July 23, 2013

Wrestling with Impact Potential: Best Practices Versus Innovation

A conundrum exists in philanthropic, service provider, and political arenas. Naturally, programs need to demonstrate that they are going to have significant impacts on our communities and therefore need to exhibit high return on investment for funders. The conflict arises because technical practitioners, political decision makers, private sector stakeholders, and non-governmental organization (NGOs, or nonprofits) largely want to support efforts that are providing cutting-edge solutions to difficult socio-economic problems, and they also want that work to be based in existing best practices, and sometimes those are lacking for a given field or target population. [1]

To help funders gauge your program’s potential impact, presenting mountains of best practices evidence that serve as the basis for your innovative program design is the ideal solution, but in some cases documented best practices simply do not exist. A few examples include:

  • Programs that are ‘too’ innovative may be so extraordinary that existing best practices do not provide support for them.
  • Programs that serve unique populations, such as Native communities, special student populations, and other small groups, may not be able to use best practices established for other populations, because they fail to work well for their unique clients/customers.
  • Programs that serve underserved populations may not have mainstream funder/donor acceptance of practices used traditionally within their communities, most often because application of these practices has not been documented in databases/articles that mainstream funders feel proves that they work.

When best practices fail to present themselves, you can turn to promising and emerging best practices as your next line of design documentation. Emerging best practices are those that require you to:

  • Use and study them to establish what works best.
  • Adapt and mold them appropriately in response to both initial and ongoing findings.
  • Disseminate the information so that other programs can use them.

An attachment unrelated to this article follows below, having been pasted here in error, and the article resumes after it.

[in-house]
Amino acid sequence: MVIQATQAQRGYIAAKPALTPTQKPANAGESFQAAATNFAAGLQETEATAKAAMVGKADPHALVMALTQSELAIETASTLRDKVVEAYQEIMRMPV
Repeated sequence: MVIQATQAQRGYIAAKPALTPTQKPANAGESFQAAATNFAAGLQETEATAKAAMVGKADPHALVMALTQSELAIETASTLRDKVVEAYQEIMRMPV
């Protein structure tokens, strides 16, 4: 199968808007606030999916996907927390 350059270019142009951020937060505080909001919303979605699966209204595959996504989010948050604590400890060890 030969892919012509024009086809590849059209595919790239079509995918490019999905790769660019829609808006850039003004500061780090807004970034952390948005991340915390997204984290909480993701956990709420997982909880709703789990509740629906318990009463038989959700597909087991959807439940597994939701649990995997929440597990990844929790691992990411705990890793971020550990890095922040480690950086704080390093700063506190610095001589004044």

• Collaborate with other programs that use your emerging practices to determine their successes, challenges, and learnings.

In some fields, such as clinical health, emerging best practices have to be submitted and approved by specific governmental agencies that are charged with advancing the quality and availability of service provision. To help build a case for innovation in program design when you approach funders or policy advocates, consider the following:

  • Be solution oriented. Link emerging practices directly to outcomes and target goals for your field of service that have already been identified and documented by researchers, funders, and/or governmental agencies. These can take many forms including white papers, position papers, legislative background research, conference publications, and agency program recommendation or requirements listings.
  • Create sound documentation in-house if it is not available elsewhere. If your community needs are unique and understudied, you may have to start by documenting the information on the types, designs, and successes/challenges of programs that have worked with your clients/customers. Be sure to design your data collection methods in ways that are culturally sensitive. For instance, in many Native communities, personal and sacred traditions dictate that some information should only be released to other same-clan members. Using existing kinship networks to help with projects that are intended to benefit the community as a whole can help make data collection easier. Another example of addressing cultural sensitivity is that, due to close familiarity of local residents in smaller communities, it is sometimes possible for survey respondents to be identified even when identity protection procedures are put in place. In this situation, hiring an outside evaluator and ensuring that local organizers do not have access to raw data can make survey respondents more comfortable with study efforts.
  • Be clear about what principles guide your program design efforts. Lay guiding principles out cleanly in your proposal. Guiding principles may include: being community-led/aware, accounting for individual differences among clients, taking all pertinent service models into account, and operating from a strengths/assets model.
  • Rank your program components and goals. Be clear about everyone’s role in developing the program elements and how those relate back to each emerging practice component. Define what is expected of your target service population, the provider, and the community. Emphasize the value of strong leadership and how those leaders will interact with stakeholders throughout program design, delivery, and evaluation.
  • Keep it simple. Scope creep is a real hazard when engaging in research efforts. Start with a written list of how your design relates to outcomes and target goals for your field and refer back to it often during your search to keep you on track. There are a number of registries, including the Substance Abuse and Mental Health Services Administration (SAMHSA) National Registry of Evidenced-based Programs and Practices (NREPP). These registries provide data banks of best practices and connect providers to intervention developers who can help them tailor proven approaches to their own communities and situations.